Praxis: A Writing Center Journal
Assuming student discourse is prone to error, teachers have long implemented rules that ensure "safe" discourse, particularly in composition instruction. My fifth grade teacher taught me to place a comma in a sentence whenever I take a breath rather than teaching me the language of comma rules. To my dismay, many of my first-year composition students raise their hands in agreement that they too have been taught to place a comma wherever their lungs suggest. These students learn to call independent clauses a complete sentence, and to them an ellipsis is merely “dot, dot, dot.” In an attempt to reach students, some teachers are using this student-driven discourse instead of bringing students into the discourse of the subject itself. The results are students who cannot effectively engage in academic discourse in their own writing. Peer collaboration can mend student discourse if they are encouraged to participate in contextual learning and confront the restrictions of discourse students have faced throughout their writing instruction. Such restrictions have sought to create "normal," safe discourse at the risk of abandoning contextual learning. I met with these issues years ago as a writing tutor when I learned how to empower student writers by engaging them in purposeful, “abnormal” discourse about their writing. Today, as an instructor of English, I practice the very same methods I used as a writing tutor each time I conduct one-one-one writing conferences. Essentially, I am still tutoring my students, even as a university composition instructor.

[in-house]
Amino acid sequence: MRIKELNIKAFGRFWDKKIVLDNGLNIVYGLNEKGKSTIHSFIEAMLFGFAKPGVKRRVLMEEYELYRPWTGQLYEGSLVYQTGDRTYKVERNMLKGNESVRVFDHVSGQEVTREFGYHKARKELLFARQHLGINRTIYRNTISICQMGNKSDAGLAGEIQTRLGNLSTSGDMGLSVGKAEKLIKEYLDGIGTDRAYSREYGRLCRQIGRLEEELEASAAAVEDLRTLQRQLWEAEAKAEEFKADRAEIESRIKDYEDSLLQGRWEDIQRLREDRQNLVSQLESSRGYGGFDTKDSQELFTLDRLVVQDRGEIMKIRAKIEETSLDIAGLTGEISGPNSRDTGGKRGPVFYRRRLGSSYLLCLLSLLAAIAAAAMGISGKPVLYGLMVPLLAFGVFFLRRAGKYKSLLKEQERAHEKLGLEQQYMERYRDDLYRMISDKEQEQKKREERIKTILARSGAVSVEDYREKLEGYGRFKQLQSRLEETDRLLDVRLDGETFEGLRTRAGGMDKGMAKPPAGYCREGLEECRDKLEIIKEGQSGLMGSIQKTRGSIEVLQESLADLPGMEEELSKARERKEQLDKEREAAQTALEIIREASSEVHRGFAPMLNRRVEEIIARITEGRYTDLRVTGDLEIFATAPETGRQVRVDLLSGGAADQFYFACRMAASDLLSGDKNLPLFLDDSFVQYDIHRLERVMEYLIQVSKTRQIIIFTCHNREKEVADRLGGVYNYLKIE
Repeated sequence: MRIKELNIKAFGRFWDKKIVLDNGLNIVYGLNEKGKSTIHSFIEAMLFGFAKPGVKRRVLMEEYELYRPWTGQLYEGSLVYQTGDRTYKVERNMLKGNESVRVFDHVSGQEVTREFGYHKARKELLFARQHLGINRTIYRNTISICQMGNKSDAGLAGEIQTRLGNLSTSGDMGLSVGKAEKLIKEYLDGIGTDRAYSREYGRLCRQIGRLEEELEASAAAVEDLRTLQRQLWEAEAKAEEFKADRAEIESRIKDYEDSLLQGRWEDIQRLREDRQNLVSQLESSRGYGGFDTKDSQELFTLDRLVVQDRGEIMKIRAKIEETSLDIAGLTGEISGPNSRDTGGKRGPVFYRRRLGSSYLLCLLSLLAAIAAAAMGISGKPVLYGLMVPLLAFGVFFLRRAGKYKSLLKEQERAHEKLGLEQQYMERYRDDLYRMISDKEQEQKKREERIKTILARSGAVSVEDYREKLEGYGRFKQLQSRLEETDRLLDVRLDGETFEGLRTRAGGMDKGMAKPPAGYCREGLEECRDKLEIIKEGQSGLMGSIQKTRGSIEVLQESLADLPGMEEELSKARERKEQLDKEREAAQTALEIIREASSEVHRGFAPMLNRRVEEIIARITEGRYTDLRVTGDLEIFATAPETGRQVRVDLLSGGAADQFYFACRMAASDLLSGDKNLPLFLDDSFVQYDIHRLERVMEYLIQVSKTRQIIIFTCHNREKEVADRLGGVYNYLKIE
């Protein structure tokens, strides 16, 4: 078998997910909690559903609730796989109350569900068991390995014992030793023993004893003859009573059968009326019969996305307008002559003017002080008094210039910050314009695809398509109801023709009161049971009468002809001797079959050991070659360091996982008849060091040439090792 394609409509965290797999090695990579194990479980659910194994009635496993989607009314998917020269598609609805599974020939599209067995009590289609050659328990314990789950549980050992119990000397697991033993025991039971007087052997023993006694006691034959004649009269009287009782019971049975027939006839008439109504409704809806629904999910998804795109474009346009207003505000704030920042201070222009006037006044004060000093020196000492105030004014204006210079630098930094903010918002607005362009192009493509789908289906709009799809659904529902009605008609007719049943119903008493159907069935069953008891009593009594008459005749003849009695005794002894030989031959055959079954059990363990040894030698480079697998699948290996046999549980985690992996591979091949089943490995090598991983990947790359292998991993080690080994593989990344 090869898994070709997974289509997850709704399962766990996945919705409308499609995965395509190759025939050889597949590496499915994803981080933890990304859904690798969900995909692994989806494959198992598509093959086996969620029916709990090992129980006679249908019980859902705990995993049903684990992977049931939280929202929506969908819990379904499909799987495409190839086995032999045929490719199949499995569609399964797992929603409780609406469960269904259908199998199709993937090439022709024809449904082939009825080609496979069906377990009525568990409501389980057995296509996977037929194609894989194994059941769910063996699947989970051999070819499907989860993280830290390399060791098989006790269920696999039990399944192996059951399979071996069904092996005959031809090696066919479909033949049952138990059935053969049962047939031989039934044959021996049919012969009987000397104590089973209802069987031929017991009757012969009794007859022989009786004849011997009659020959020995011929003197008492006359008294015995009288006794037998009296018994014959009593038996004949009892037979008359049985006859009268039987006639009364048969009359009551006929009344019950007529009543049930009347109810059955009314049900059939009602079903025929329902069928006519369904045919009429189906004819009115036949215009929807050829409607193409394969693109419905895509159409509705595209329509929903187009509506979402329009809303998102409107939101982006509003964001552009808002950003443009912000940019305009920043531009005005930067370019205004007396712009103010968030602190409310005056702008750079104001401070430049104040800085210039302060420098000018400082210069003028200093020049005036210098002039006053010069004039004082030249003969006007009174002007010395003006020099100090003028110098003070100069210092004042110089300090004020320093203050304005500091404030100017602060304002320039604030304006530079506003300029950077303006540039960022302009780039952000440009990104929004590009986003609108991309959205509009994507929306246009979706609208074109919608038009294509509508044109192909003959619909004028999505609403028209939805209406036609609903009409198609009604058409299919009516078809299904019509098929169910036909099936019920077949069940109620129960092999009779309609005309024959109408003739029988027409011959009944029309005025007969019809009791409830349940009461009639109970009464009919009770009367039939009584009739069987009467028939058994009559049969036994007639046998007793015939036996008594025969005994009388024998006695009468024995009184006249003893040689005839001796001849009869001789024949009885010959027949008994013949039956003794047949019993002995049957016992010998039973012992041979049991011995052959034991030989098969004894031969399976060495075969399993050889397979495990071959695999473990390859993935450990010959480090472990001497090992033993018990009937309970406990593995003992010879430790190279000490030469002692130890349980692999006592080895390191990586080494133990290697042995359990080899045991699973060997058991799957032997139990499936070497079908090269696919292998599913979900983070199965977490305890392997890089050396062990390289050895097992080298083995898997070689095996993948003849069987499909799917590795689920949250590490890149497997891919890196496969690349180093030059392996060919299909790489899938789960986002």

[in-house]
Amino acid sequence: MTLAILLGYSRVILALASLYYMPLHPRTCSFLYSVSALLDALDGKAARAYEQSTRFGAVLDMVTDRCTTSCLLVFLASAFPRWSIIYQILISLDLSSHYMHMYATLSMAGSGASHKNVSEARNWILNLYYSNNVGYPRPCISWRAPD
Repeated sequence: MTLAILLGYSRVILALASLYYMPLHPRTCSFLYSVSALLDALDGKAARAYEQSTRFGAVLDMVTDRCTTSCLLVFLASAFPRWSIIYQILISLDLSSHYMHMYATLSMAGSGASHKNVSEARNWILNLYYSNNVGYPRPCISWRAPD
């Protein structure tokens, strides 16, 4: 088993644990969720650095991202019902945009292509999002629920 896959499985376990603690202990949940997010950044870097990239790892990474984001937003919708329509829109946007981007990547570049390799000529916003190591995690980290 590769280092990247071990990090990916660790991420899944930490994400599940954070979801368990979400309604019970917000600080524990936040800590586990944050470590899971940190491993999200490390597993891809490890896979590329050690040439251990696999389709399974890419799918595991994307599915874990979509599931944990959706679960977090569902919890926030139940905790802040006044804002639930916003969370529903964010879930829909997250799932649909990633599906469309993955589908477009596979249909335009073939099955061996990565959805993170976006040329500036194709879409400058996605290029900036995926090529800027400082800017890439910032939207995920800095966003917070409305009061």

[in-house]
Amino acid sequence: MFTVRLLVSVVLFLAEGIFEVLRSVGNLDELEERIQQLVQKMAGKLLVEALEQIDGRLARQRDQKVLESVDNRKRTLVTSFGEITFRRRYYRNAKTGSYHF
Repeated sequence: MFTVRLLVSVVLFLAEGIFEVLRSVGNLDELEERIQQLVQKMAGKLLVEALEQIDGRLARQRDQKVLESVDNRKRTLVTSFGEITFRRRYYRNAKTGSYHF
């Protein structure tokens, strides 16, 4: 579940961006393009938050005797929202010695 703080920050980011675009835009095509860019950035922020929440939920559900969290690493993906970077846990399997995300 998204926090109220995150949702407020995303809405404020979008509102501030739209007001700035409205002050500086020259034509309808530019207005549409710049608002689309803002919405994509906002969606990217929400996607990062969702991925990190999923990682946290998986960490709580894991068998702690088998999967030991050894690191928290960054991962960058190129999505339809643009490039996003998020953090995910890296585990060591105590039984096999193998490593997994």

Original Publication Citation
Tucker, V. (2009). Bringing "abnormal" discourse into the classroom. Praxis: A Writing Center Journal, 7(1), 1-5.
Tucker, Virginia M., "Bringing "Abnormal" Discourse into the Classroom" (2009). English Faculty Publications. 35.